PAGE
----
Haiti: US evacuates embassy staff amid gang violence

Haiti: US evacuates embassy staff amid gang violence
Haiti: US evacuates embassy staff amid gang violence

We show you our most important and recent visitors news details Haiti: US evacuates embassy staff amid gang violence in the following article

Hind Al Soulia - Riyadh - PORT-AU-PRINCE — The United States says it has airlifted non-essential embassy staff from Haiti, as the country spirals further into gang violence.

The Americans have also boosted security at their mission in the capital, Port-au-Prince.

It follows attacks by gangs on the airport, police stations and prisons this week. They are pushing for Haitian Prime Minister Ariel Henry’s removal.

A three-day state of emergency has been extended by a month.

“Heightened gang violence in the neighborhood near US embassy compounds and near the airport led to the State Department’s decision to arrange for the departure of additional embassy personnel,” the embassy posted on social media.

The embassy will remain open, it added.

The pre-dawn operation appeared to be conducted by helicopter, the AFP news agency reports, citing nearby residents who described hearing the sounds of aircraft blades overhead.

It comes as the situation in Haiti has deteriorated.

The country’s main port said it was suspending operations on Thursday due to sabotage and vandalism.

Gangs in the violence-wracked city stepped up their attacks when Henry left for a regional summit last week.

Henry attempted to fly back to Port-au-Prince on Tuesday but ended up in the US territory of Puerto Rico instead.

He could not land in the Haitian capital because its international airport was closed as soldiers repelled attempts by gunmen to seize it.

Civil aviation authorities in the neighboring Dominican Republic also turned the prime minister’s plane away, saying that they had not been provided with the necessary flight plan.

Henry has not given any public statements since he visited Kenya, where he met President William Ruto to salvage a deal for the east African country to lead a multi-national force to help restore order in Haiti.

The two leaders signed a reciprocal agreement which paves the way for 2,000 Kenyan police officers to be sent to Haiti but a Kenyan opposition politician said he will challenge the deal in court.

On Saturday, the US State Department said Secretary of State Antony Blinken spoke with the Kenyan president about the Haiti crisis and the two men underscored their commitment to a multinational security mission to restore order.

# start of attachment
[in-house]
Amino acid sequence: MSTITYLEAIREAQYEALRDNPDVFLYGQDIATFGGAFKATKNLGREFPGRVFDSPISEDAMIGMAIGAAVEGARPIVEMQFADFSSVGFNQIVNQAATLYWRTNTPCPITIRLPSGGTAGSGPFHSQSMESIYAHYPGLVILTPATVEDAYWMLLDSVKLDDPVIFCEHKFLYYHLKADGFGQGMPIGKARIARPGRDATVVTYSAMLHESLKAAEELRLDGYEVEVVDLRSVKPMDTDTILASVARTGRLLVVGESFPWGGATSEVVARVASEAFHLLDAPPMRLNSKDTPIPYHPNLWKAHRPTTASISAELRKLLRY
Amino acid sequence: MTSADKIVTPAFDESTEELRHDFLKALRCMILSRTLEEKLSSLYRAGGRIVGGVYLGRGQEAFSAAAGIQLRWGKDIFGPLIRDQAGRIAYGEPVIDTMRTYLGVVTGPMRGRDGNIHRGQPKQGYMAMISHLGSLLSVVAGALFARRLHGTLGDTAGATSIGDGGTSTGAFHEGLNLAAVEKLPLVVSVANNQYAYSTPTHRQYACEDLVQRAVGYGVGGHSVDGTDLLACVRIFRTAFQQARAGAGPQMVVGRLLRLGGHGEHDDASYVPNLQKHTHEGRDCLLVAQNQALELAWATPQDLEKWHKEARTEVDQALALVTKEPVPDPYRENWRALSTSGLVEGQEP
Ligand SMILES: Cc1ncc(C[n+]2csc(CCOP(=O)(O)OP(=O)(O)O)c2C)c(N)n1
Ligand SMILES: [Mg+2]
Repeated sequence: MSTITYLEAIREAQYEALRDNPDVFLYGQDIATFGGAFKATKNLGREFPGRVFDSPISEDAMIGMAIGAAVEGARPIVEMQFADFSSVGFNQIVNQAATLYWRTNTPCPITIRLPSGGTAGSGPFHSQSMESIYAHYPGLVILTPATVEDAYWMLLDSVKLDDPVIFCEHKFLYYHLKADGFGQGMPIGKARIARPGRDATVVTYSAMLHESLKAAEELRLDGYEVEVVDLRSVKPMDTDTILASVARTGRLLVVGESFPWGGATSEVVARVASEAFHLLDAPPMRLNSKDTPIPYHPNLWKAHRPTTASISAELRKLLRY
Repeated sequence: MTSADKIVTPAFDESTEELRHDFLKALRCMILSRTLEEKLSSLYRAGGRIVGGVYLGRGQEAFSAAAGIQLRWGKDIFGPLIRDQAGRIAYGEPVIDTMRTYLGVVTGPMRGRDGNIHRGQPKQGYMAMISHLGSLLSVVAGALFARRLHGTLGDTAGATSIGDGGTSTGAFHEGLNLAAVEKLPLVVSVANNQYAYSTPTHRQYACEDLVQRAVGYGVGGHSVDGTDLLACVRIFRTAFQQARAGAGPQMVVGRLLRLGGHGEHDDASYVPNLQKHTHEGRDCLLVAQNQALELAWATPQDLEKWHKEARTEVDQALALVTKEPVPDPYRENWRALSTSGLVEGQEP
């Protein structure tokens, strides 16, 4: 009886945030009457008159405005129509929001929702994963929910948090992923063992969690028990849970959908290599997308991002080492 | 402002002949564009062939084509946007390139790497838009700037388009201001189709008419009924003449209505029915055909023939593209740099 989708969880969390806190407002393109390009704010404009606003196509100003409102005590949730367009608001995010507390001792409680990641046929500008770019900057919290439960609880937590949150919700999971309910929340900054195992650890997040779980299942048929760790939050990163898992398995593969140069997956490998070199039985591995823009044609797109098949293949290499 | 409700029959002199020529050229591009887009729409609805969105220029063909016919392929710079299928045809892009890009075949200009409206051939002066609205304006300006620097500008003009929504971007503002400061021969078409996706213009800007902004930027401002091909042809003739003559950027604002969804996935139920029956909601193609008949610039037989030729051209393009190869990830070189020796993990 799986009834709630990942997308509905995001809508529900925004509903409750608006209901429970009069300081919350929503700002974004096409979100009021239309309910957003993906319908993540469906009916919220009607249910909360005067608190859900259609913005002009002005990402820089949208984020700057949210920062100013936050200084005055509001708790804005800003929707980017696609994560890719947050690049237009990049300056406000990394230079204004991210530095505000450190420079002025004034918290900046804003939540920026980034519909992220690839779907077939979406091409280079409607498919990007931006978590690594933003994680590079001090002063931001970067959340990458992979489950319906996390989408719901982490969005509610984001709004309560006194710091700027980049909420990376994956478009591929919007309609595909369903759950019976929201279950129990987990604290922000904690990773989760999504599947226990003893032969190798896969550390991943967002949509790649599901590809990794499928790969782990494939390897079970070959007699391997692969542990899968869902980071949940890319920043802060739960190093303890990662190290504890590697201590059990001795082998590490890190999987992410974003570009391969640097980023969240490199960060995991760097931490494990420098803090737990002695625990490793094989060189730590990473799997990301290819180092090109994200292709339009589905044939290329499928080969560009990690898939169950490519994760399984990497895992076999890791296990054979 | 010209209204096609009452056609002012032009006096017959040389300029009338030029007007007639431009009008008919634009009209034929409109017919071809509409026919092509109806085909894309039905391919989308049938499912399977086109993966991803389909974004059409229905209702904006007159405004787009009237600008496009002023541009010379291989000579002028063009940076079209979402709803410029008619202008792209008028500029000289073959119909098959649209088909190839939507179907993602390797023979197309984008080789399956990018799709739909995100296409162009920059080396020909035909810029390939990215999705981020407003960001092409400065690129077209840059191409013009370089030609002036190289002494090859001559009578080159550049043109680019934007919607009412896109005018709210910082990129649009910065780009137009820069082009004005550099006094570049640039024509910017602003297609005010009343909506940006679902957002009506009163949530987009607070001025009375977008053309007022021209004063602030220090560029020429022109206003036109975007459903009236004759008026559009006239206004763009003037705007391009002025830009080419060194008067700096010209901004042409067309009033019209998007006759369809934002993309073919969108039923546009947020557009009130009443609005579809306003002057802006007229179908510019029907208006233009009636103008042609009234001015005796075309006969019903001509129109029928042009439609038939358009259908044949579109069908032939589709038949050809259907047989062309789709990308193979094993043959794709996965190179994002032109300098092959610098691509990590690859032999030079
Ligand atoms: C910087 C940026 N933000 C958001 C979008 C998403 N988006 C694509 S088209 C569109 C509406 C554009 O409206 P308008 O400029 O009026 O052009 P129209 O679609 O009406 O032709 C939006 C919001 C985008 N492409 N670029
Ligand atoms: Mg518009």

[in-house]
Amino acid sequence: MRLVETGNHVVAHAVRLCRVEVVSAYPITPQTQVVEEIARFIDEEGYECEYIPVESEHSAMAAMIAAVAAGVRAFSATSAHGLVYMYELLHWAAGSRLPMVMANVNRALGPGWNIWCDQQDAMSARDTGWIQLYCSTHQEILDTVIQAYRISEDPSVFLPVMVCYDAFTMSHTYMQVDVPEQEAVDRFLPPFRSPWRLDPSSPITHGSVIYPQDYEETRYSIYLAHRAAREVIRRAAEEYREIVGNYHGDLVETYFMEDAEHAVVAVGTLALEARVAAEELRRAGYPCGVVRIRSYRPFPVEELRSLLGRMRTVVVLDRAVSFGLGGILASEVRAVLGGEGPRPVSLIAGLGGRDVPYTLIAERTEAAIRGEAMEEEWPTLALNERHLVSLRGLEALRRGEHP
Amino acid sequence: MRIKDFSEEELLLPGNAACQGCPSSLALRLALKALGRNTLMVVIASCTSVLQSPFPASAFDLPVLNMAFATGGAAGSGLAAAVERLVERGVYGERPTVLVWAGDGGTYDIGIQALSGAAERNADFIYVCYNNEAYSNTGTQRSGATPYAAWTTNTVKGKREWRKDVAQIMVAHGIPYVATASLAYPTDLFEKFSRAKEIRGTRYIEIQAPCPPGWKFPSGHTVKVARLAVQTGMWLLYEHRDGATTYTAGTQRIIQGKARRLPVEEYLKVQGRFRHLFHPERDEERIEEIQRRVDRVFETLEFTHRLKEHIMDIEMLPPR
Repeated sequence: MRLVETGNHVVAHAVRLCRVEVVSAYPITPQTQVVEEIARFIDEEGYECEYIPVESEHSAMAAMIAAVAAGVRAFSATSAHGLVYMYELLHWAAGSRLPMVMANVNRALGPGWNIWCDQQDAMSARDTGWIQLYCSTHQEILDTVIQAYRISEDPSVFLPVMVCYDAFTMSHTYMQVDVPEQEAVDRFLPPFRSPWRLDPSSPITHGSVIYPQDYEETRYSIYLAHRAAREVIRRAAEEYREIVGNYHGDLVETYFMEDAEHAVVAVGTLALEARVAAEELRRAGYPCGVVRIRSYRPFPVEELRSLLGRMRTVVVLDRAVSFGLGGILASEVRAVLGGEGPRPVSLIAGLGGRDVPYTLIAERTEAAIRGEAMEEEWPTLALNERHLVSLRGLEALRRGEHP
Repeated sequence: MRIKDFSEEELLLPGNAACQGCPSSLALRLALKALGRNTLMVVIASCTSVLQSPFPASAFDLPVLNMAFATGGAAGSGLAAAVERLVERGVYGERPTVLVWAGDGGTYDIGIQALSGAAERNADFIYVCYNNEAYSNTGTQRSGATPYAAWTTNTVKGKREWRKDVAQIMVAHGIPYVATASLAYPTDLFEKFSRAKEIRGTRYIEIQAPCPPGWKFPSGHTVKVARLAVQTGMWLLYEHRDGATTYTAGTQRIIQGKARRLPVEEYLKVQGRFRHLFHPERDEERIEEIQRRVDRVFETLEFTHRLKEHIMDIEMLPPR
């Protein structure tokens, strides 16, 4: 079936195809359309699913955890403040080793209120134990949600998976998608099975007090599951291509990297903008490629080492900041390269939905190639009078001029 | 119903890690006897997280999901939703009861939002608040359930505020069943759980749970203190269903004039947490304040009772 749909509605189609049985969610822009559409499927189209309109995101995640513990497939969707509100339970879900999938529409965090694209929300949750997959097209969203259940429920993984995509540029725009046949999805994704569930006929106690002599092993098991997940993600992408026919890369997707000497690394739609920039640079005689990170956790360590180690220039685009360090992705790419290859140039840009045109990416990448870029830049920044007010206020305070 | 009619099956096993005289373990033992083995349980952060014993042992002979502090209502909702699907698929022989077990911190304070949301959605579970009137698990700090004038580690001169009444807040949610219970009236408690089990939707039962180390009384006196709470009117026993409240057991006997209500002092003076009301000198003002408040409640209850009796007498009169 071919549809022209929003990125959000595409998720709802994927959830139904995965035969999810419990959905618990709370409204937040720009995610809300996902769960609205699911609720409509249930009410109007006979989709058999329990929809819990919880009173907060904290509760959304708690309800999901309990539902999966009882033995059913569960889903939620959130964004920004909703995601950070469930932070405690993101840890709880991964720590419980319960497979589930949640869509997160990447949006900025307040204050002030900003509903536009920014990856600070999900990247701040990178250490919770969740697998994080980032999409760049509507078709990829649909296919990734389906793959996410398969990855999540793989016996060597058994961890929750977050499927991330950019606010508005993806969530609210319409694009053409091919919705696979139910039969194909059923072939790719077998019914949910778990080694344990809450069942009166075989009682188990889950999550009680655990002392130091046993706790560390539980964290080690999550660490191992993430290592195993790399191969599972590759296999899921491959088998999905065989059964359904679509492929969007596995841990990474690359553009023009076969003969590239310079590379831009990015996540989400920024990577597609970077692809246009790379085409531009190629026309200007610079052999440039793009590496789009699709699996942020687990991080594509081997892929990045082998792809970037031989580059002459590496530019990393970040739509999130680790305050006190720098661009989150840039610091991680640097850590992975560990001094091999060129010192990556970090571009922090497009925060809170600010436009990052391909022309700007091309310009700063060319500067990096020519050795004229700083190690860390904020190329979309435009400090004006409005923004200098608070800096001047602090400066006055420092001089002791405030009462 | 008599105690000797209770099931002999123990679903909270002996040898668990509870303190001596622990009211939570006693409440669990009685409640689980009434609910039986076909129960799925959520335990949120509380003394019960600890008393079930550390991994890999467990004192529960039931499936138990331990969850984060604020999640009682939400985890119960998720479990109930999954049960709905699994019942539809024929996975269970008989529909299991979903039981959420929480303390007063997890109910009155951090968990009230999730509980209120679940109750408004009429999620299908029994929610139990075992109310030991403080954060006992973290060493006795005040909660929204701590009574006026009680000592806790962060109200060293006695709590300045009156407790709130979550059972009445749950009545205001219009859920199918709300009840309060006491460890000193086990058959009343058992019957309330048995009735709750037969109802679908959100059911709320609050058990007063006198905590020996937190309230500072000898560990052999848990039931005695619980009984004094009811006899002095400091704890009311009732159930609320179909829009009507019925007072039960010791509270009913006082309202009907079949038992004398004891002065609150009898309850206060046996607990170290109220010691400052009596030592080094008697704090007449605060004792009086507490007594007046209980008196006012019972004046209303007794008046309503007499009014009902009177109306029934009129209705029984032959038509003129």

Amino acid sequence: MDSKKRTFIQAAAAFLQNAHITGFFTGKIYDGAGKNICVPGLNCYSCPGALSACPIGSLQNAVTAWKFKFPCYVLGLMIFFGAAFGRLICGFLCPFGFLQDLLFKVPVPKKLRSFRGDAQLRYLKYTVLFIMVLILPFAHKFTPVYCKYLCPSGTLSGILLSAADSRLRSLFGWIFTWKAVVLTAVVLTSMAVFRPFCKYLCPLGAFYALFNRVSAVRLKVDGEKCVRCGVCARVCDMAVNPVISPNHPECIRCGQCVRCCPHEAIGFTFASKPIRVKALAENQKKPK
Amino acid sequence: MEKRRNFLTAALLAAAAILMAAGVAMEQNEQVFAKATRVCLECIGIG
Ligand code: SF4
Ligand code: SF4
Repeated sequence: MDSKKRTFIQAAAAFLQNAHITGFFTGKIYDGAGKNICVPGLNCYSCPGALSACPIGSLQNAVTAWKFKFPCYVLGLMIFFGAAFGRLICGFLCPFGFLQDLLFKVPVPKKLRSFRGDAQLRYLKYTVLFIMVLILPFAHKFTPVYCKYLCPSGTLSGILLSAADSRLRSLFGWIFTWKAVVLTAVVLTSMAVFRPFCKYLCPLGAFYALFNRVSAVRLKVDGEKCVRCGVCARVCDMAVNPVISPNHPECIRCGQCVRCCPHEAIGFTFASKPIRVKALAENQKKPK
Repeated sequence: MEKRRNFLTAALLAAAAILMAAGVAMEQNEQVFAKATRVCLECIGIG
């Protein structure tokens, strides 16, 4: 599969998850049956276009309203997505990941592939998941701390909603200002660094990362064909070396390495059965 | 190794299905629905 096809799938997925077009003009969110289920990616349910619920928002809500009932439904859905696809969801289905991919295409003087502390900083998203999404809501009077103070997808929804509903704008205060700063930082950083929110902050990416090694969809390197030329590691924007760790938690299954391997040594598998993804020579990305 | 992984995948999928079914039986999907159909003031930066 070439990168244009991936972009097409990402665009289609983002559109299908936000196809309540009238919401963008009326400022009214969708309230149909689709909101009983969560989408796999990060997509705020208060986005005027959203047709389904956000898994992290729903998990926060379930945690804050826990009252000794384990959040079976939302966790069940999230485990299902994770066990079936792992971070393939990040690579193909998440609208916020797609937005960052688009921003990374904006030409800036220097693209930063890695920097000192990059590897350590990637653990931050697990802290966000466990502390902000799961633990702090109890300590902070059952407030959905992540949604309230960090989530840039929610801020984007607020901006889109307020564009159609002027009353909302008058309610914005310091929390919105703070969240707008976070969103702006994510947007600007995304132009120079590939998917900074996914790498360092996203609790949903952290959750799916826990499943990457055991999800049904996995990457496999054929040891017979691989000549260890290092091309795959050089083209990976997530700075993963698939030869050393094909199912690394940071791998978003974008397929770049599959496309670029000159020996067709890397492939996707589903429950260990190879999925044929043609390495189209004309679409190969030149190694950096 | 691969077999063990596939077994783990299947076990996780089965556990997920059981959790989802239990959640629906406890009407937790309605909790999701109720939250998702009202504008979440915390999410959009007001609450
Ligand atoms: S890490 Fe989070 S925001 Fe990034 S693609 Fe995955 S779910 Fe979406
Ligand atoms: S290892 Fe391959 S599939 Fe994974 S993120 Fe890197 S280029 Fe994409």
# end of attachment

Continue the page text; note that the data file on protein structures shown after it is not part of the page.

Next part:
Gangs in Port-au-Prince have taken advantage of the prime minister’s absence to unleash a series of coordinated attacks.

Among their targets was the airport — which they want to control to prevent Henry from flying back in — and two prisons, from which they freed thousands of inmates.

At least six police officers have been killed while the National Police Academy has been destroyed.

The bodies of several prisoners were also left lying on the streets after the storming of the national penitentiary.

The violence has caused Haiti’s humanitarian crisis to deteriorate even further.

The gangs have not said what their aim is beyond the ouster of Henry.

Jimmy “Barbecue” Chérizier, a former police officer who leads an alliance of gangs called G9, has threatened that if Henry does not step down there will be a “civil war” which he said could end in “genocide”.

The unrest has seen 362,000 Haitians internally displaced — more than half of them children, the International Organization for Migration (IOM) said.

“Haitians are unable to lead a decent life. They are living in fear, and every day, every hour this situation carries on, the trauma gets worse,” Philippe Branchat, IOM’s chief in Haiti, said in a statement.

“People living in the capital are locked in, they have nowhere to go,” he said. “The capital is surrounded by armed groups and danger. It is a city under siege.”

Aid group Medecins Sans Frontieres estimates that at least 2,300 people were killed in the violence in 2023 in the Port-au-Prince neighborhood of Cite Soleil alone, home to 9% of the capital’s population. — BBC


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